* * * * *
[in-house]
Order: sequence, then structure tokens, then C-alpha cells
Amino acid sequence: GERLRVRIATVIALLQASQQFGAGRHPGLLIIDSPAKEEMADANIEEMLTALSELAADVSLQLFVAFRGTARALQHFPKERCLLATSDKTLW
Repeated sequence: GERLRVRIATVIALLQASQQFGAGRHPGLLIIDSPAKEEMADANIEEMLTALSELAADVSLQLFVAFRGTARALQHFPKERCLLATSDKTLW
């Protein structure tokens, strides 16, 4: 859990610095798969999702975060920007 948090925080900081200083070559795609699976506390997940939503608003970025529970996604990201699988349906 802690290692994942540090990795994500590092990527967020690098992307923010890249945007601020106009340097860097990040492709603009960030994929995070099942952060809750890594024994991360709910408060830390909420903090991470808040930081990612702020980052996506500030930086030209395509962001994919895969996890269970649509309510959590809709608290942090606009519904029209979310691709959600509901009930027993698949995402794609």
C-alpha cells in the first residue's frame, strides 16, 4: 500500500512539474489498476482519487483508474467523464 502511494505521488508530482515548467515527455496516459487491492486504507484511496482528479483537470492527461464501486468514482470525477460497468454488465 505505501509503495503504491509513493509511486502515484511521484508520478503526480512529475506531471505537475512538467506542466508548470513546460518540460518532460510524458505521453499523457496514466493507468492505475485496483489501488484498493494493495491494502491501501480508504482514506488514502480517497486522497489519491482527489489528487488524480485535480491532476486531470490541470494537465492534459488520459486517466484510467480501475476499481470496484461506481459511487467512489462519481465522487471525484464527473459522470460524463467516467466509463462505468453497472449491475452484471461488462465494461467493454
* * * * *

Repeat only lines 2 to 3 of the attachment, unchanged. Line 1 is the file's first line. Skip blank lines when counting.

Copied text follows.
Order: sequence, then structure tokens, then C-alpha cells
Amino acid sequence: GERLRVRIATVIALLQASQQFGAGRHPGLLIIDSPAKEEMADANIEEMLTALSELAADVSLQLFVAFRGTARALQHFPKERCLLATSDKTLW